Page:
The Green Bay Packers took a couple of big hits in the first half of Sunday night’s 27-17 victory over the Seattle Seahawks, losing two offensive playmakers to ankle injuries.
Running back Eddie Lacy left the game in the first quarter and never returned, while wide receiver Davante Adams departed early in the second quarter. Adams was back on the field at the start of the second half with his left ankle heavily taped.
Lacy played only in Green Bay’s first possession of the game, a 10-play, 80-yard scoring drive that ended with Aaron Rodgers hitting James Jones on a 29-yard touchdown pass. Lacy carried the ball three times for 9 yards on the drive.
James Starks took over and finished the game with 20 carries for 95 yards and four receptions for 11 yards. Starks’ only blemish on the night was his fumble on a short reception that was recovered by Seattle linebacker K.J. Wright early in the second quarter.
Adams, who caught four passes for 27 yards before his injury, came up limping on his left ankle after catching a 13-yard pass on third-and-6 to give Green Bay a first down with 10 minutes, 34 seconds left in the first half.
Just a couple of plays after Adams was knocked out of the game, Packers defensive lineman Josh Boyd left the field on a cart. He also sustained an ankle injury and didn’t return.
Packers coach Mike McCarthy said after the game that he didn’t have any further report on any of the injuries.
The Packers entered the game without starting right tackle Bryan Bulaga, who reportedly had surgery to repair a torn meniscus and also sprained his MCL during individual drills at Thursday's practice.
After Adams was injured, he was replaced in the lineup by rookie Ty Montgomery.
The third-round draft pick out of Stanford finished with 37 yards on four catches, three coming during Green Bay’s go-ahead touchdown drive early in the fourth quarter.
Near the end of the first half, Montgomery was the benefactor in a key pass-interference penalty on Seattle cornerback Richard Sherman.
Facing second-and-17 on the Packers’ 13-yard line, Rodgers drew the Seahawks offsides and had a free play. He threw it deep to Montgomery, who was interfered with by Sherman on the Seattle 35 with 42 seconds left in the first half. That penalty led to an 18-yard Mason Crosby field goal and a 13-3 halftime lead.
Montgomery, who lined up in the slot and occasionally out of the backfield, also showed a penchant for downfield blocking, twice helping teammates push for extra yardage on the go-ahead touchdown drive.
“I’m very happy with his progress,” McCarthy said.
One week after getting rolled over for 189 total rushing yards by the Chicago Bears, including 141 from Matt Forte, the Packers’ defense held Seahawks running back Marshawn Lynch to 41 yards on 15 carries.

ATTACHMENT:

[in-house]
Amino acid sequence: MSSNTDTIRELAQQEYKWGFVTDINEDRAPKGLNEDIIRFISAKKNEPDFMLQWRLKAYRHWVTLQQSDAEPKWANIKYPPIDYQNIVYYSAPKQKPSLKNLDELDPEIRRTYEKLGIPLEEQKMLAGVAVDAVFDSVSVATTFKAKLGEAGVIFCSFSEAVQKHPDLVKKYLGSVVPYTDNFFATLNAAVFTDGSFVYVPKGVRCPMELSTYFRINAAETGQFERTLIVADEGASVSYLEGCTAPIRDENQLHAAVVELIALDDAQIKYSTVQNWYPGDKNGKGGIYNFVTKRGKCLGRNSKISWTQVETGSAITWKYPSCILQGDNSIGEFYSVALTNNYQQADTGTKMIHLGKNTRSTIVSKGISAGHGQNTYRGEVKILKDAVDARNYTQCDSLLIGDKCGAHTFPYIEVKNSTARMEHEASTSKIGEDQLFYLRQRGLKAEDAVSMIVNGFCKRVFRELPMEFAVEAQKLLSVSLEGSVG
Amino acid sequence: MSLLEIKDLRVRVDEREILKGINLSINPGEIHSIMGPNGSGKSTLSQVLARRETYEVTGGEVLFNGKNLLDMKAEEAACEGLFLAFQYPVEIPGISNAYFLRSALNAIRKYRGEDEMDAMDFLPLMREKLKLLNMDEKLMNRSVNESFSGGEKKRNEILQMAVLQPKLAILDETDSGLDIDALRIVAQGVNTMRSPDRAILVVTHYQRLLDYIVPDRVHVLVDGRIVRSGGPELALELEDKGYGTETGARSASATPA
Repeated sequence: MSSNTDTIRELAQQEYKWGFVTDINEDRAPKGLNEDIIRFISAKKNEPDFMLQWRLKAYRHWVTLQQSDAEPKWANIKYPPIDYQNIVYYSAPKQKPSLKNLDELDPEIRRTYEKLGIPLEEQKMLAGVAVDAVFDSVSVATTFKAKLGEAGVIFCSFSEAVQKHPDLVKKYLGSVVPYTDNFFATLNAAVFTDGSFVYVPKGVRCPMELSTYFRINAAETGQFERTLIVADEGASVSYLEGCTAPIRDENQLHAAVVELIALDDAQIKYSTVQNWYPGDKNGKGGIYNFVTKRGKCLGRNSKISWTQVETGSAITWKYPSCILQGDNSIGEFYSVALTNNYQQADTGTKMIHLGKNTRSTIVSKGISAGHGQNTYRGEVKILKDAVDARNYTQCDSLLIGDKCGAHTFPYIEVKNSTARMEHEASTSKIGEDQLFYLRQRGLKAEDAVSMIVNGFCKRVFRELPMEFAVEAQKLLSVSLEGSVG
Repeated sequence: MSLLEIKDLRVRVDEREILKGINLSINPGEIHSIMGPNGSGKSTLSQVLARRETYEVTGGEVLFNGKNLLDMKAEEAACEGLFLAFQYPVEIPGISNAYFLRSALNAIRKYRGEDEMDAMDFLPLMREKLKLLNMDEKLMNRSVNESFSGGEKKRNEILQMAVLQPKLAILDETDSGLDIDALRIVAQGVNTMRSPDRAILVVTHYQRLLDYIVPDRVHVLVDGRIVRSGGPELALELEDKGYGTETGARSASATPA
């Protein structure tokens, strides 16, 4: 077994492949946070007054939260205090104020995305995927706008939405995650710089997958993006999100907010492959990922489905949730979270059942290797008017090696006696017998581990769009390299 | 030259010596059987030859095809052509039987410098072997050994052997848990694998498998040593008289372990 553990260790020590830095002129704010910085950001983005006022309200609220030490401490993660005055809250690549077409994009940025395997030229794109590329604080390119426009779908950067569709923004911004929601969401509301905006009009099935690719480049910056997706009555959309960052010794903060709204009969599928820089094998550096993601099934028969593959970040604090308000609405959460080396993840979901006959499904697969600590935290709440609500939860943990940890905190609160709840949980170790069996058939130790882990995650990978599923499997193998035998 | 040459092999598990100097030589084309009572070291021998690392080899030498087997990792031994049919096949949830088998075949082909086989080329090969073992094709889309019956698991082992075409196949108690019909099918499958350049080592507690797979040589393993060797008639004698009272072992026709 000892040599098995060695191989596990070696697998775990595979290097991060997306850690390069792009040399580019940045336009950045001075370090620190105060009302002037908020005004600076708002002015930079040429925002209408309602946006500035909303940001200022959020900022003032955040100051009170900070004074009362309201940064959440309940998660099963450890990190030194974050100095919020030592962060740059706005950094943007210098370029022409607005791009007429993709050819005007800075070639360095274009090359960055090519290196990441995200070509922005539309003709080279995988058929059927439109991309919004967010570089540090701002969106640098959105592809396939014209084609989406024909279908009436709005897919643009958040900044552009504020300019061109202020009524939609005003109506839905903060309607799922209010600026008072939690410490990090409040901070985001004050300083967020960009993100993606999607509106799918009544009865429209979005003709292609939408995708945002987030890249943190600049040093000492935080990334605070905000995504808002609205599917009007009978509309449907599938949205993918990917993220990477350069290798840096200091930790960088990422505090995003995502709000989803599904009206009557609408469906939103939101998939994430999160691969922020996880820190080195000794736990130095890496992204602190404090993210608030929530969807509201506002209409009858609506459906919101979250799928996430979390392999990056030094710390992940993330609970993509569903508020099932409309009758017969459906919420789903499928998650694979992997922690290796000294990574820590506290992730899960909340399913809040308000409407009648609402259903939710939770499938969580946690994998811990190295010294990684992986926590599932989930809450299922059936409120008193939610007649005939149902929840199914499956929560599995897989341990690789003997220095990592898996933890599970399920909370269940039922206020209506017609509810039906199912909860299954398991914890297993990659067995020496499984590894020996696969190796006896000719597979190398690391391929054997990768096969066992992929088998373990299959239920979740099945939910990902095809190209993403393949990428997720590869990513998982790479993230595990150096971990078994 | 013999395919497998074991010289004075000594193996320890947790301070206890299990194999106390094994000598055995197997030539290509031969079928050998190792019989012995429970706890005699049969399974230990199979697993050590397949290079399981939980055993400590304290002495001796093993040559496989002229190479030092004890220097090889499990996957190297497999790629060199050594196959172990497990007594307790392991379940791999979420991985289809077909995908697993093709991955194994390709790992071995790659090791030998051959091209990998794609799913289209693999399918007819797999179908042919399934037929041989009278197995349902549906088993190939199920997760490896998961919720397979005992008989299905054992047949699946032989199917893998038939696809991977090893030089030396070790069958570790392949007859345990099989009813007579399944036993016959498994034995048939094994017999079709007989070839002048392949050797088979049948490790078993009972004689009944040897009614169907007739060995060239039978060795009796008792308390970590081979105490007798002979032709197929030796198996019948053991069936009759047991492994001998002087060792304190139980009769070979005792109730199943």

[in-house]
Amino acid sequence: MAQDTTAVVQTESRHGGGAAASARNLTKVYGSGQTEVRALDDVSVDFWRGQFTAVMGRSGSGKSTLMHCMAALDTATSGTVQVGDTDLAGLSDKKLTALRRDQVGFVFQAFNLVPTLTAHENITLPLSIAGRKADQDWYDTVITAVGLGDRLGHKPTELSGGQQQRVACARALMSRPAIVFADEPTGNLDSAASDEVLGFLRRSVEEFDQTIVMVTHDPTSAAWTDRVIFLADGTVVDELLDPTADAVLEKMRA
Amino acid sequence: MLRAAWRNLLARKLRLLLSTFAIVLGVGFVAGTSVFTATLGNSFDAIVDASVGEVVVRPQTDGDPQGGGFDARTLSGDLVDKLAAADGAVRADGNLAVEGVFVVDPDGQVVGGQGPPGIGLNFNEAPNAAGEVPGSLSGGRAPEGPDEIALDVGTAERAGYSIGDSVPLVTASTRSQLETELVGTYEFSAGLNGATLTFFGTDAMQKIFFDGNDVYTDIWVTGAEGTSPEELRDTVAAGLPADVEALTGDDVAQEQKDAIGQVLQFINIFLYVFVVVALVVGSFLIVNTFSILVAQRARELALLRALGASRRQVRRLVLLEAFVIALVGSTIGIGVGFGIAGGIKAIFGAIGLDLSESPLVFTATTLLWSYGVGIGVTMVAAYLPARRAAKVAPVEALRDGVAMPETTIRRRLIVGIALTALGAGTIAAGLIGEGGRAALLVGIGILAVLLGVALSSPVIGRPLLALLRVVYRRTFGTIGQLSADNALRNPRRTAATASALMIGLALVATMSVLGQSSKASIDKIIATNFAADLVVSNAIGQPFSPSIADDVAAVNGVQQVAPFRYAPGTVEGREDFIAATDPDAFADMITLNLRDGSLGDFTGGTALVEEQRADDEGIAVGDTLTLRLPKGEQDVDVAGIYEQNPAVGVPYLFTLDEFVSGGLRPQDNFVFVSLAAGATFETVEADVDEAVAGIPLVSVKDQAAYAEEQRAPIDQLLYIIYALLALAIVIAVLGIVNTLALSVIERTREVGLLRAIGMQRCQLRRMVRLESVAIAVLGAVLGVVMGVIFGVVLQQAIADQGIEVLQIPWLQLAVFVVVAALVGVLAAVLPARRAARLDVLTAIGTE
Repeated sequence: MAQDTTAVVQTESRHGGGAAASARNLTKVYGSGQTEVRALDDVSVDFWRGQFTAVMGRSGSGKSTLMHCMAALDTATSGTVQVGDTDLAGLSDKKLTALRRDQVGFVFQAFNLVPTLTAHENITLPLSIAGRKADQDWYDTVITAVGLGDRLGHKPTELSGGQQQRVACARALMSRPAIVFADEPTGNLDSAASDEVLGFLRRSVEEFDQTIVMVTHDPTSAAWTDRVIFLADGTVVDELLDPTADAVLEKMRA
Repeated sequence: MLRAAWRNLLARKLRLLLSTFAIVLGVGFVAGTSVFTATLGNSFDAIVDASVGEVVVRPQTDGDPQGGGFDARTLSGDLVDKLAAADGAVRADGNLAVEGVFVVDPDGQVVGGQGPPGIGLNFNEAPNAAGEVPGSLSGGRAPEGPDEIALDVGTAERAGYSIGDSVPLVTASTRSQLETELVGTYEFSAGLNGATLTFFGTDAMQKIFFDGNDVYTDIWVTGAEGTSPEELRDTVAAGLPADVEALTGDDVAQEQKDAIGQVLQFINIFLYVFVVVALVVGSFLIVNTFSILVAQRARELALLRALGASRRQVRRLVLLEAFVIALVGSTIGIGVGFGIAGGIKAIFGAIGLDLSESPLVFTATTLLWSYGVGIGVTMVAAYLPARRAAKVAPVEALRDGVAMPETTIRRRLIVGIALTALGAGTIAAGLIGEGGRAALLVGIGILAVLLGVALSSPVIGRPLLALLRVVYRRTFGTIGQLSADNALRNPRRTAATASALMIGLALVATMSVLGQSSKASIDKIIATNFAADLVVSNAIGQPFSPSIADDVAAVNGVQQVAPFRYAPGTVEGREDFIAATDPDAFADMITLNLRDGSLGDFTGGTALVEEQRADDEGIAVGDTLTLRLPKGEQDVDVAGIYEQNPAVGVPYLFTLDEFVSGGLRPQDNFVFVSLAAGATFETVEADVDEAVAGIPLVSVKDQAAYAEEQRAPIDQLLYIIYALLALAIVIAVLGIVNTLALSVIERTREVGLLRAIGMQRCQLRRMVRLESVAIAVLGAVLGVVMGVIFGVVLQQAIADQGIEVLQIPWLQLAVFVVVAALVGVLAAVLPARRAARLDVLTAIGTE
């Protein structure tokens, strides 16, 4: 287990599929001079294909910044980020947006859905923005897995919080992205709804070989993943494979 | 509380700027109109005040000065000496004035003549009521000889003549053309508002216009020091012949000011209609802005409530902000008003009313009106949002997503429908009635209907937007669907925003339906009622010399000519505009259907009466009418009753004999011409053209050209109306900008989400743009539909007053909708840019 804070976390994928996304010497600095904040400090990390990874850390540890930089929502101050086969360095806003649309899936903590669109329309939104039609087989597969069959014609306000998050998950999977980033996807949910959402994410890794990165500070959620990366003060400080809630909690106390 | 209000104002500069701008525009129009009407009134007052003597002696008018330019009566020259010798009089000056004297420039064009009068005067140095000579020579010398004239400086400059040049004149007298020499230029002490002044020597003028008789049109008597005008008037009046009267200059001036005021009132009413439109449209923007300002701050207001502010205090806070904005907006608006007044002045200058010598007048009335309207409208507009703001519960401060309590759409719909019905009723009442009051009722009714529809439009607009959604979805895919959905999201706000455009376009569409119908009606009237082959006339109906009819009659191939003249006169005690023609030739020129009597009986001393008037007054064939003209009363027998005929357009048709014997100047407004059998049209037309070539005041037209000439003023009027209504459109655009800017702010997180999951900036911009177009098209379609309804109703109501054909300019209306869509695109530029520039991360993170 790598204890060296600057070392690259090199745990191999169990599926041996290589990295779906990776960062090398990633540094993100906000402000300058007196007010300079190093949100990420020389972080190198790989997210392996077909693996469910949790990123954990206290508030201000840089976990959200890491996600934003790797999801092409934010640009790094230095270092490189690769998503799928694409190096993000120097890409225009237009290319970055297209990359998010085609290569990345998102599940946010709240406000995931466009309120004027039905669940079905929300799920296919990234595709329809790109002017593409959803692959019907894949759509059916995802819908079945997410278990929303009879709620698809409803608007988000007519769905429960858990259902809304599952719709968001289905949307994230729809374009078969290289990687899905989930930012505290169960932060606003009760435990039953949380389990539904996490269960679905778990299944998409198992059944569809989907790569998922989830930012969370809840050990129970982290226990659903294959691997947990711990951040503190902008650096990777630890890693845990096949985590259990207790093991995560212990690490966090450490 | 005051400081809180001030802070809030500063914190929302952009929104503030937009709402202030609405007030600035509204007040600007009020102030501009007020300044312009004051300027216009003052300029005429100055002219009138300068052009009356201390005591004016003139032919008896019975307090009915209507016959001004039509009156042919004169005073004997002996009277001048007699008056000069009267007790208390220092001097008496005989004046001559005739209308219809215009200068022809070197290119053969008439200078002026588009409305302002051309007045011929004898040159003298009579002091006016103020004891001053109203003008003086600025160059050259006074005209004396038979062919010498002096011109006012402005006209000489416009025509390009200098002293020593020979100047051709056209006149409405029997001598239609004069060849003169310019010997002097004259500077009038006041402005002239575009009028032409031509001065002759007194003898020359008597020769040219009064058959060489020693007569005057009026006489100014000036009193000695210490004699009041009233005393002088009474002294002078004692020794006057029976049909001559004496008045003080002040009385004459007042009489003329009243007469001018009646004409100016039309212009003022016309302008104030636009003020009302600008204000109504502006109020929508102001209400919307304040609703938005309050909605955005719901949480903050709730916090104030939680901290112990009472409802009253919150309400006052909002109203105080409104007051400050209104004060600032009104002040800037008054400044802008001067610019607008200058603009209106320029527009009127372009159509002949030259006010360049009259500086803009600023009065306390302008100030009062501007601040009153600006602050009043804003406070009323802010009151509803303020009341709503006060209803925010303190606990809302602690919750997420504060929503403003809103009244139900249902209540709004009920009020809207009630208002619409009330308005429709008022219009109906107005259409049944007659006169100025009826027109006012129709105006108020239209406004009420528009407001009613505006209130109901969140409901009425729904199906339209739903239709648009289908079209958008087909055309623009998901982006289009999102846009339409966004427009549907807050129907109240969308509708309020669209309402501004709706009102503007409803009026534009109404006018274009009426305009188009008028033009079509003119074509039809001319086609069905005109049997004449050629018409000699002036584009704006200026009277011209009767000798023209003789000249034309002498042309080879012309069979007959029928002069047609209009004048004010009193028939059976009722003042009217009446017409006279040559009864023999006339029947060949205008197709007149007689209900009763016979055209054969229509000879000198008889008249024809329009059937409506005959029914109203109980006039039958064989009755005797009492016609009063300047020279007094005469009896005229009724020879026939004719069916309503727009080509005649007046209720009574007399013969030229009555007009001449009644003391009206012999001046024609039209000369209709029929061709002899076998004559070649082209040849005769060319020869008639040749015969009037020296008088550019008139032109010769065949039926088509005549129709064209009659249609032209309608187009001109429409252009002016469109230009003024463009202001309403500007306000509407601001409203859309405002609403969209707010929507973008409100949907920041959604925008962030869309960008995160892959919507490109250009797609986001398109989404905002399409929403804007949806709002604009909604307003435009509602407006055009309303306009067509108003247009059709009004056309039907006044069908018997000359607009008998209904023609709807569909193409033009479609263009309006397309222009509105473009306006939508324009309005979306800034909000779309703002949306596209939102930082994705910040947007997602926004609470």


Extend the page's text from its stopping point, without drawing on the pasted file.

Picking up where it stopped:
Seven times, Lynch was held to no gain or negative yardage. Defensive linemen Mike Pennel and B.J. Raji, and linebacker Clay Matthews all were involved in two of those plays in the first half.
“The defense set the tempo early, especially the run defense,” McCarthy said.
This after the All-Pro shredded the Packers for 157 yards and a touchdown on 25 carries in last season’s NFC championship game.
The Packers' inactives Sunday were Bulaga, cornerbacks Quinten Rollins and LaDarius Gunter, quarterback Brett Hundley, running back Alonzo Harris, tight end Kennard Backman and defensive end Bruce Gaston.
Gaston was active for last week's opener at the Chicago Bears, but the Packers were returning defensive end Datone Jones against Seattle. Jones missed the opener with a one-game suspension. The Packers carried five defensive linemen on their game-day roster.
Outside linebacker Andy Mulumba also was activated after being on the inactive list against the Bears. Mulumba gave the Packers an extra special teams contributor.
The Seahawks’ inactives were wide receiver B.J. Daniels, cornerback Tye Smith, fullback Will Tukuafu, linebacker Mike Morgan, guard Mark Glowinski, center/guard Kristjan Sokoli and defensive tackle David King.
» The Packers set a regular-season Lambeau Field attendance record with 78,433. That was two people more than the previous mark, set in the Nov. 30 game last season against the New England Patriots.
» Mason Crosby became the Packers’ all-time leading scorer with his 21-yard fourth-quarter field goal, giving him 1,057 points. Crosby’s 44-yard third-quarter field goal had tied Ryan Longwell, who held the record since 2005.
» Second-year linebacker Jayrone Elliott came up with the “two biggest plays of the fourth quarter,” according to McCarthy. Elliott intercepted a Russell Wilson pass with 6:50 left in the game. On the next Seattle possession, Elliott essentially ended the game by forcing a Fred Jackson fumble that was recovered by Micah Hyde with 32 seconds left in the game.
» Green Bay’s offense appeared out of sync in the first half. Miscommunications forced the Packers to call their third and final timeout of first half with 1:24 left in first quarter.
» Seattle linebacker K.J. Wright was ejected from the game with 6:42 left after ripping the helmet off a Packers player. Also on the play, Green Bay’s T.J. Lang and Seattle’s Michael Bennett were called for offsetting unnecessary roughness penalties.
Ryan Wood contributed to this report.